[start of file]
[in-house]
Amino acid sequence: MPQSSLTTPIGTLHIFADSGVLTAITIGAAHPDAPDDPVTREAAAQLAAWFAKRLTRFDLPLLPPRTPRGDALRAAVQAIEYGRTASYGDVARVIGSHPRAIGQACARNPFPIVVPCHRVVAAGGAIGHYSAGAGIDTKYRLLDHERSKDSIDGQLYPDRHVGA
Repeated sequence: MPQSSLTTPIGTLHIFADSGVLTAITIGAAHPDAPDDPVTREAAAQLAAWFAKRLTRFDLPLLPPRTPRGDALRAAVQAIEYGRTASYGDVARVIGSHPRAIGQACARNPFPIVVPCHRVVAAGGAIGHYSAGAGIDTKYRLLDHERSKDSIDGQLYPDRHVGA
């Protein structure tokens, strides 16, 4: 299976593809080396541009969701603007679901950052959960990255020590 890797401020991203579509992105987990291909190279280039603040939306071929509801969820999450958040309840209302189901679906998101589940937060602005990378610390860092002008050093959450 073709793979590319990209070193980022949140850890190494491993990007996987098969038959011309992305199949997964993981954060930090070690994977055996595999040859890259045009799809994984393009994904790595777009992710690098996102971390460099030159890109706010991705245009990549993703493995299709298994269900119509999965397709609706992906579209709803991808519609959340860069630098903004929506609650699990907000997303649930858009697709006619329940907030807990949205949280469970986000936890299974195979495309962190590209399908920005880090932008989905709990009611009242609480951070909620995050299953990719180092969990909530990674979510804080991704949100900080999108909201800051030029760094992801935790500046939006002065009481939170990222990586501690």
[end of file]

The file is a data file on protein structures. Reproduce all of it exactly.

[in-house]
Amino acid sequence: MPQSSLTTPIGTLHIFADSGVLTAITIGAAHPDAPDDPVTREAAAQLAAWFAKRLTRFDLPLLPPRTPRGDALRAAVQAIEYGRTASYGDVARVIGSHPRAIGQACARNPFPIVVPCHRVVAAGGAIGHYSAGAGIDTKYRLLDHERSKDSIDGQLYPDRHVGA
Repeated sequence: MPQSSLTTPIGTLHIFADSGVLTAITIGAAHPDAPDDPVTREAAAQLAAWFAKRLTRFDLPLLPPRTPRGDALRAAVQAIEYGRTASYGDVARVIGSHPRAIGQACARNPFPIVVPCHRVVAAGGAIGHYSAGAGIDTKYRLLDHERSKDSIDGQLYPDRHVGA
């Protein structure tokens, strides 16, 4: 299976593809080396541009969701603007679901950052959960990255020590 890797401020991203579509992105987990291909190279280039603040939306071929509801969820999450958040309840209302189901679906998101589940937060602005990378610390860092002008050093959450 073709793979590319990209070193980022949140850890190494491993990007996987098969038959011309992305199949997964993981954060930090070690994977055996595999040859890259045009799809994984393009994904790595777009992710690098996102971390460099030159890109706010991705245009990549993703493995299709298994269900119509999965397709609706992906579209709803991808519609959340860069630098903004929506609650699990907000997303649930858009697709006619329940907030807990949205949280469970986000936890299974195979495309962190590209399908920005880090932008989905709990009611009242609480951070909620995050299953990719180092969990909530990674979510804080991704949100900080999108909201800051030029760094992801935790500046939006002065009481939170990222990586501690």